The road the station is on is called Notting Hill Gate named from the toll gate that operated here between 1769 and 1864. The road was redeveloped in the 1950s with two large tower blocks built on either side of the road.









However, behind the main road, just a couple of hundred metres from the station are these delightful 18th cent cottages.










Just around the corner from the cottages on Uxbridge Street is this interesting looking building. I discovered that it was originally built as the Duke of Sussex Public House and then converted to Duke of Sussex studios and then the Dreamtime studios, a fine art dealer and gallery. Its new life is a three bedroomed property with a roof terrace. In 2010 this was on the market to rent for £15,167 per month!


Back on Notting Hill Gate is the Notting Hill Coronet. Previously a theatre, it was converted into a cinema in 1923. Twice it has been saved from demolition and finally its future has been secured as an independent cinema. This is not the only cinema, as nearby is The Gate which opened in 1911.




I crossed back over Notting Hill Gate. This is the view to my right looking towards Notting Hill.


Whilst the view to the left towards Holland Park is completely different
The housing in this area is well cared for and ranges from cottages to six floor mansions.






I followed Ladbroke Grove which brought me out at Ladbroke Square. In the centre of the square is the largest private communal garden in London. There are numerous communal squares in this area but all are private. So basically you need to live here to be able to use them. No sitting and having a picnic there for me.
The only view I could get was through the railings. The view from the outside gives you some idea how large this garden happens to be.





It was in 1821 that James Ladbroke and his architect began plans to build an estate in this area. However Notting Hill was too far from London for a large housing estate to be viable. Instead this site at the top of Notting Hill, where St John's Church is situated, became a viewpoint for spectators watching the horses race at Hippodrome race course. There was much local opposition to the racecourse  and it closed in 1841 by which time pressure for more housing returned and the estate was built. The hippodrome's shape can still be seen in the circular roads around the hill.

There is very little to remind us of the Hippodrome other than a couple of road names. This is Hippodrome Place. Close by on Walmer Road is one of the few examples left in London of a bottle kiln. During the 19th century this was a slum area known as 'the potteries  and piggeries' . High quality clay was dug here and used for brick making. the bricks and tiles were stored in sheds lining Pottery Lane and fired in large kilns such as the one.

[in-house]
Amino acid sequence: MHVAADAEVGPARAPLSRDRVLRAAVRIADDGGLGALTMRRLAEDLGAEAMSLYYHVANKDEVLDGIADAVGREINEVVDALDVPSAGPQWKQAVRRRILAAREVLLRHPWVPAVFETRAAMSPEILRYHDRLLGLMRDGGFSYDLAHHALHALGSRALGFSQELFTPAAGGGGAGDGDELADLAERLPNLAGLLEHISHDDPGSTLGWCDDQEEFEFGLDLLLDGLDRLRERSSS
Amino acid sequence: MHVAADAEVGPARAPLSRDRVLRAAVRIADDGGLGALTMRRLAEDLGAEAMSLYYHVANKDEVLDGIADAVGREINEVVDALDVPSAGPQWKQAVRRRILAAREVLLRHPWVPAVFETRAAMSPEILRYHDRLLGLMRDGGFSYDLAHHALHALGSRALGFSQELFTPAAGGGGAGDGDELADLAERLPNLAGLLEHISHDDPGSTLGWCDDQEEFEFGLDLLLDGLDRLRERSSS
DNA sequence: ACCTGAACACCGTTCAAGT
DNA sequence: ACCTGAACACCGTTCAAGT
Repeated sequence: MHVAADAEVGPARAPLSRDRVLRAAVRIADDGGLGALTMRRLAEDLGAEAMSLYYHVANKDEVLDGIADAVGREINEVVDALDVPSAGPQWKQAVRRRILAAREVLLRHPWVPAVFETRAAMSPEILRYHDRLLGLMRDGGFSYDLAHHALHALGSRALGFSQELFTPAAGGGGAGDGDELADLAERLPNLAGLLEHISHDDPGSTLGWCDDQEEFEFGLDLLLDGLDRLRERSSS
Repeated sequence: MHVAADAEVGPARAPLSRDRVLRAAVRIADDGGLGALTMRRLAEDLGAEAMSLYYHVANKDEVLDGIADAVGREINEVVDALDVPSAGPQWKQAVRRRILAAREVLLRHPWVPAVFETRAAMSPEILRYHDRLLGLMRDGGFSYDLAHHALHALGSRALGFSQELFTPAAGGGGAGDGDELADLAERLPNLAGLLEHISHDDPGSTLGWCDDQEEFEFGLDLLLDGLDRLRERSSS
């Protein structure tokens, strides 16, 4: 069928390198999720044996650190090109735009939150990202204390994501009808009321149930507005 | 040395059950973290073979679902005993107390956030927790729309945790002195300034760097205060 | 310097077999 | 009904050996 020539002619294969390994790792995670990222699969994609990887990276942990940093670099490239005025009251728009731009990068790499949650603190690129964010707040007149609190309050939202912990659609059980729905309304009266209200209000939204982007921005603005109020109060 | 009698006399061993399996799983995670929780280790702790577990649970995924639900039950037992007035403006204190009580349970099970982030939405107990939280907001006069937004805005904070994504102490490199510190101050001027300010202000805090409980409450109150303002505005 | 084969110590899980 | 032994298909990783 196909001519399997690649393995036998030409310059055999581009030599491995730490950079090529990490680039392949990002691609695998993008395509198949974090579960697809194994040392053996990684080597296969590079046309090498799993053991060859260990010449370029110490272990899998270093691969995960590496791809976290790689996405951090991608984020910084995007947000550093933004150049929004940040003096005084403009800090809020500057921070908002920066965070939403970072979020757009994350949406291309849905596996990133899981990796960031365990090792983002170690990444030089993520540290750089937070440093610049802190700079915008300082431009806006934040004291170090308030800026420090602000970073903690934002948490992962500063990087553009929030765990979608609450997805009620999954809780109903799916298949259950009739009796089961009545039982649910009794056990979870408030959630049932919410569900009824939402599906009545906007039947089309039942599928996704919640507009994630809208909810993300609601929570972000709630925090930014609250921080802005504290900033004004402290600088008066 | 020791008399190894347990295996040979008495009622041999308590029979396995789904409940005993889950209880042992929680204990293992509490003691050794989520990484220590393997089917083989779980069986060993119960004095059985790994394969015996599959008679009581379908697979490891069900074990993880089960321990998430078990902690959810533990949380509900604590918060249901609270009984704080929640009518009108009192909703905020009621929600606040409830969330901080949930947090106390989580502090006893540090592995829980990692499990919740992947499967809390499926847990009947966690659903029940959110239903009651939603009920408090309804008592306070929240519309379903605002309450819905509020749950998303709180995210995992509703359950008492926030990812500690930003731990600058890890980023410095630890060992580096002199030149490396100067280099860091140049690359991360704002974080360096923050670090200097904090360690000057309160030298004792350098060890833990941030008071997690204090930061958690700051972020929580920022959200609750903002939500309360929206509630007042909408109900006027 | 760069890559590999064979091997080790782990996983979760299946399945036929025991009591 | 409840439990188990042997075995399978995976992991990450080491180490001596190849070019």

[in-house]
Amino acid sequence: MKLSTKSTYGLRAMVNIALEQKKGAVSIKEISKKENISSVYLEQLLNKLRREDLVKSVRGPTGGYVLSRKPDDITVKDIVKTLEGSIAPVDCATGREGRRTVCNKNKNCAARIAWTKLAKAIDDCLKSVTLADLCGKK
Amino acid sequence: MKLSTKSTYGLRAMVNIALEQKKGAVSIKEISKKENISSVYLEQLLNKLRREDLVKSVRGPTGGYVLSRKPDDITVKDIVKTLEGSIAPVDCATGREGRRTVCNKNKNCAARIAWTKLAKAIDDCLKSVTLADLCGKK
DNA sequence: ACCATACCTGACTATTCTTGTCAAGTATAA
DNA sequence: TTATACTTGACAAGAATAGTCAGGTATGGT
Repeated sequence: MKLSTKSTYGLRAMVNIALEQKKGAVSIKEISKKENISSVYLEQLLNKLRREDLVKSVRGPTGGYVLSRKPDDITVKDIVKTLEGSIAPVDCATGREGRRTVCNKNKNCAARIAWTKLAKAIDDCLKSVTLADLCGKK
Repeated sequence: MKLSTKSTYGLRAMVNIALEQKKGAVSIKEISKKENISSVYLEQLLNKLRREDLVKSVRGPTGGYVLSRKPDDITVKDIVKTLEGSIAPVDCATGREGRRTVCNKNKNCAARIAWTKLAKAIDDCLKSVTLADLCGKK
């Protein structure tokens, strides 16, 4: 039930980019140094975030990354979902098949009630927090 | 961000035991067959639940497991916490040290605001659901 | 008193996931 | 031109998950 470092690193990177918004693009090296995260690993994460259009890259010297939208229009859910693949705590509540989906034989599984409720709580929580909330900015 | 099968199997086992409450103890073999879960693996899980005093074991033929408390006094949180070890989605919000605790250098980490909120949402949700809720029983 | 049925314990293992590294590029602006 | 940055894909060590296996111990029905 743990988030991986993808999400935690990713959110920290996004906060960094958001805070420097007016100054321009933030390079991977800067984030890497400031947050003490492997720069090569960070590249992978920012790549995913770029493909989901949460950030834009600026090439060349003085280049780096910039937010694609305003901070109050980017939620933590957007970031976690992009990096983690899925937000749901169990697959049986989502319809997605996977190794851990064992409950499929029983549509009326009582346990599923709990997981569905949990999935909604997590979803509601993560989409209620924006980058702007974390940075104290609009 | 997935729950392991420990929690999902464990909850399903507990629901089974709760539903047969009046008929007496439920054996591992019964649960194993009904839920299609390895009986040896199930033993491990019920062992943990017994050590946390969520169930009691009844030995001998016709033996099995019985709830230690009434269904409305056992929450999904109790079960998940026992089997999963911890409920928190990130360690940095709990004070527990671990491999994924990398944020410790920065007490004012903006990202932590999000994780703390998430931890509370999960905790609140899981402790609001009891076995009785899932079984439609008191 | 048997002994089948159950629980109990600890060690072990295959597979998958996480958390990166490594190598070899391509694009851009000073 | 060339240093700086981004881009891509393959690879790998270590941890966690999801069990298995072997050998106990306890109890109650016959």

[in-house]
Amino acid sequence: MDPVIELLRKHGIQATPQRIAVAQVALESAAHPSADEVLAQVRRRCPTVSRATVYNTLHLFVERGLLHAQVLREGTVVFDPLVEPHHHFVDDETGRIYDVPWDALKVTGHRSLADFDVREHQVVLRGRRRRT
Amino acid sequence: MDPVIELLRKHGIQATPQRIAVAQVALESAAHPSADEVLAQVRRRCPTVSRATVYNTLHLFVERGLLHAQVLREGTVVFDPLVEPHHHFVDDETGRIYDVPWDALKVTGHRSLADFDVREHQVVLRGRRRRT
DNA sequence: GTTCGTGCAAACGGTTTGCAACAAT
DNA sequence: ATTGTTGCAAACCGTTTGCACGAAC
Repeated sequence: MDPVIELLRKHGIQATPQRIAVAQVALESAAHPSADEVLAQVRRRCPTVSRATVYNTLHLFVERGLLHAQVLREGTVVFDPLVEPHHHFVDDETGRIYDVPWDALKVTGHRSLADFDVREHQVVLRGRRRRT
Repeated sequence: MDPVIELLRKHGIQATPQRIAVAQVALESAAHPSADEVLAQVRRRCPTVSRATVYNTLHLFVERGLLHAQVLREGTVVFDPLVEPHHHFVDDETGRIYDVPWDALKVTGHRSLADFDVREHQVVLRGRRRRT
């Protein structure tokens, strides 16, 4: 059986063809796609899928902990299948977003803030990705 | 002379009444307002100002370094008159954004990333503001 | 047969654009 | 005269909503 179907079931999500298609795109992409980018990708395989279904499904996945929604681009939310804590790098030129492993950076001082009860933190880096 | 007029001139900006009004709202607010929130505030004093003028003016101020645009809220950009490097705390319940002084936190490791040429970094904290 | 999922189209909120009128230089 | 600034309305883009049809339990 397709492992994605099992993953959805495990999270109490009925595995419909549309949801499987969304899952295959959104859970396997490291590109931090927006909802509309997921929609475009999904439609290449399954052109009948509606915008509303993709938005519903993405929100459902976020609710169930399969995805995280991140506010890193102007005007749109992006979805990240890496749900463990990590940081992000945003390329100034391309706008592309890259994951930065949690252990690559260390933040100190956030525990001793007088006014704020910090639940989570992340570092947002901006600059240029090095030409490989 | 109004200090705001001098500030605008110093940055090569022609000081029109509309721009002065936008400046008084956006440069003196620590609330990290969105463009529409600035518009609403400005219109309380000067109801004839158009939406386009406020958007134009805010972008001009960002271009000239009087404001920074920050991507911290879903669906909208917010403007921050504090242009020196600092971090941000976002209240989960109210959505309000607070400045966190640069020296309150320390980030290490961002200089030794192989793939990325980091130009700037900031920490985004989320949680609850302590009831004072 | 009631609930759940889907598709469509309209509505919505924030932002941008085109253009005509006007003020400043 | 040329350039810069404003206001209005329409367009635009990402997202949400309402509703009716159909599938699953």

As well as the brick makers a large number of pig keepers moved into the area who had been forced to move away from Marble Arch and Tottenham Court Road as London expanded. With fresh water and sanitation scarce the area soon became a slum. The pig keepers tended to live in hovels alongside their pigs.


Nowadays the houses in Pottery Lane sell for seven figure sums.











Mention Notting Hill now and people are more likely to think of the romantic comedy of the same name starring Hugh Grant and Julia Roberts rather than a slum area of the 19th cent.






Not far from Pottery Lane is Rosmead Garden. It is these private, communal gardens that the two main characters in the film, climb into for a romantic evening.
Unlike them I wasn't willing to climb over the railings to get a decent photo so you'll have to make do with these.



The main location for the filming of Notting Hill was Portobello Road. This road is famous for its antiques market which is one of the largest in the UK. The road runs the length of Notting Hill from North to South with shops and stalls selling not just antiques but clothes, books, vinyl records and jewellery.



















As well as the antique dealers and food stalls it has its artisan bakeries,  coffee shops and restaurants. But the most surprising feature for me was the colourful houses. Similar houses around Queensway and Lancaster Gate are all painted white, but here they range from delicate pastel shades to vibrant primary colours.











.
The blue circular plaque on this house tells us that George Orwell(1903-1950) the author lived here.










Lots of colourful characters to be seen as well.



This is the Electric Cinema. It first opened on Portobello Road in 1910 and has been in almost continual use since,  making it one of the oldest working cinemas in the country.

Notting Hill is also famous for its Carnival. Held every year for two days during the August Bank holiday it is now the biggest street carnival in the world. During those two days this year over 2,000,000 people visited the streets around Portobello Road and Ladbrook Grove to watch the carnival parades and enjoy the music and food. There is much discussion about whether or not it should continue in the confined space of the streets or whether it should be moved to one of the large parks. The history of the Carnival began with Claudia Jones in 1959 who organised an annual carnival in St Pancras Town Hall in response to the 1958 August Bank Holiday Notting Hill riots.  The carnival took to the streets for the first time in 1968.




Walking back to the tube station along Colville Road I came across Turquoise Island, a traffic island, surrounded by three roads with their colourful shops.

The original council plans for this traffic island did not impress local resident, John Scott so he commissioned modernist architect Piers Gough to design a structure that would incorporate public toilets, a kiosk style shop, a clock and somewhere for people to sit. Built in 1993 it is half toilet and half florist, clad in bright turquoise tiles with a beautiful fan like canopy.